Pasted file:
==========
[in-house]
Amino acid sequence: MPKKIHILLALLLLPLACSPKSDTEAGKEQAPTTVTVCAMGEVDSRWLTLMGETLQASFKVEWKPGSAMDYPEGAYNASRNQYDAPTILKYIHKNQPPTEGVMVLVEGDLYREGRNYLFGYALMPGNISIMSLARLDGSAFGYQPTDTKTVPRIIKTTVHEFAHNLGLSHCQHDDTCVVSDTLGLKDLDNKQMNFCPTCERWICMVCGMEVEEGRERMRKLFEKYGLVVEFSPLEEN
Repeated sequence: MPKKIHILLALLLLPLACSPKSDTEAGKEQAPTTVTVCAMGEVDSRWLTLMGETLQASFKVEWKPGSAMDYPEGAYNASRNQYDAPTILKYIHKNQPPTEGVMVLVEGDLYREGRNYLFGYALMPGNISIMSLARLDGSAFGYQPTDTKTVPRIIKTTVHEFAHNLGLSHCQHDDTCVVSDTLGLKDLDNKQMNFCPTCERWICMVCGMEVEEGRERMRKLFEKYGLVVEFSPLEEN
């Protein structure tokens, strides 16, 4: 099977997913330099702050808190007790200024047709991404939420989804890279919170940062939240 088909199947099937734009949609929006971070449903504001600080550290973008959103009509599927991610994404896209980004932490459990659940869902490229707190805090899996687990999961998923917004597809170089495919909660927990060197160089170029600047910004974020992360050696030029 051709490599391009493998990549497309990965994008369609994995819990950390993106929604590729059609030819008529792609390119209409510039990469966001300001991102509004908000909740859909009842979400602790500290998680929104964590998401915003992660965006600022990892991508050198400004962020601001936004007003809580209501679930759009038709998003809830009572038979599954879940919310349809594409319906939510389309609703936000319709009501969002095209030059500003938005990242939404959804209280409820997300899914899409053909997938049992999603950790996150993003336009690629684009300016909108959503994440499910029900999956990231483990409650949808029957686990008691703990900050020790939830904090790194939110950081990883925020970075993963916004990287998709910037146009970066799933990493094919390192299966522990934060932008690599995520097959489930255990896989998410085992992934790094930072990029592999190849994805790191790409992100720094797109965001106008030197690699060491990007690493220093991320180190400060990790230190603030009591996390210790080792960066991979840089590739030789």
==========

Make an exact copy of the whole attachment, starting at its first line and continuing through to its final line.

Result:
[in-house]
Amino acid sequence: MPKKIHILLALLLLPLACSPKSDTEAGKEQAPTTVTVCAMGEVDSRWLTLMGETLQASFKVEWKPGSAMDYPEGAYNASRNQYDAPTILKYIHKNQPPTEGVMVLVEGDLYREGRNYLFGYALMPGNISIMSLARLDGSAFGYQPTDTKTVPRIIKTTVHEFAHNLGLSHCQHDDTCVVSDTLGLKDLDNKQMNFCPTCERWICMVCGMEVEEGRERMRKLFEKYGLVVEFSPLEEN
Repeated sequence: MPKKIHILLALLLLPLACSPKSDTEAGKEQAPTTVTVCAMGEVDSRWLTLMGETLQASFKVEWKPGSAMDYPEGAYNASRNQYDAPTILKYIHKNQPPTEGVMVLVEGDLYREGRNYLFGYALMPGNISIMSLARLDGSAFGYQPTDTKTVPRIIKTTVHEFAHNLGLSHCQHDDTCVVSDTLGLKDLDNKQMNFCPTCERWICMVCGMEVEEGRERMRKLFEKYGLVVEFSPLEEN
């Protein structure tokens, strides 16, 4: 099977997913330099702050808190007790200024047709991404939420989804890279919170940062939240 088909199947099937734009949609929006971070449903504001600080550290973008959103009509599927991610994404896209980004932490459990659940869902490229707190805090899996687990999961998923917004597809170089495919909660927990060197160089170029600047910004974020992360050696030029 051709490599391009493998990549497309990965994008369609994995819990950390993106929604590729059609030819008529792609390119209409510039990469966001300001991102509004908000909740859909009842979400602790500290998680929104964590998401915003992660965006600022990892991508050198400004962020601001936004007003809580209501679930759009038709998003809830009572038979599954879940919310349809594409319906939510389309609703936000319709009501969002095209030059500003938005990242939404959804209280409820997300899914899409053909997938049992999603950790996150993003336009690629684009300016909108959503994440499910029900999956990231483990409650949808029957686990008691703990900050020790939830904090790194939110950081990883925020970075993963916004990287998709910037146009970066799933990493094919390192299966522990934060932008690599995520097959489930255990896989998410085992992934790094930072990029592999190849994805790191790409992100720094797109965001106008030197690699060491990007690493220093991320180190400060990790230190603030009591996390210790080792960066991979840089590739030789």